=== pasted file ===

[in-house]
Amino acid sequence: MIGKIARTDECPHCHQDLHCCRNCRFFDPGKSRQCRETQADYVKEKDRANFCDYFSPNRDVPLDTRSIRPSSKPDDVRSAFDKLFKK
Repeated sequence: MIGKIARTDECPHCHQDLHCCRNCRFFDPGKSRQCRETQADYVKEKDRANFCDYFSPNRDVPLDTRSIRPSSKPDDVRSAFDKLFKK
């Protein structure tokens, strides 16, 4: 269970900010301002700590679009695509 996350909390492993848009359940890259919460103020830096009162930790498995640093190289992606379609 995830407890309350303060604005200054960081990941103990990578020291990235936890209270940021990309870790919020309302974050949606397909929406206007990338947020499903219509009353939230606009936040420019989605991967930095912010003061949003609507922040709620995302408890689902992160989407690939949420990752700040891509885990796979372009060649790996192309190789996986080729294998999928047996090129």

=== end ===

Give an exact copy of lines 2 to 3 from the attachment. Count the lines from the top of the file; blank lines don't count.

Amino acid sequence: MIGKIARTDECPHCHQDLHCCRNCRFFDPGKSRQCRETQADYVKEKDRANFCDYFSPNRDVPLDTRSIRPSSKPDDVRSAFDKLFKK
Repeated sequence: MIGKIARTDECPHCHQDLHCCRNCRFFDPGKSRQCRETQADYVKEKDRANFCDYFSPNRDVPLDTRSIRPSSKPDDVRSAFDKLFKK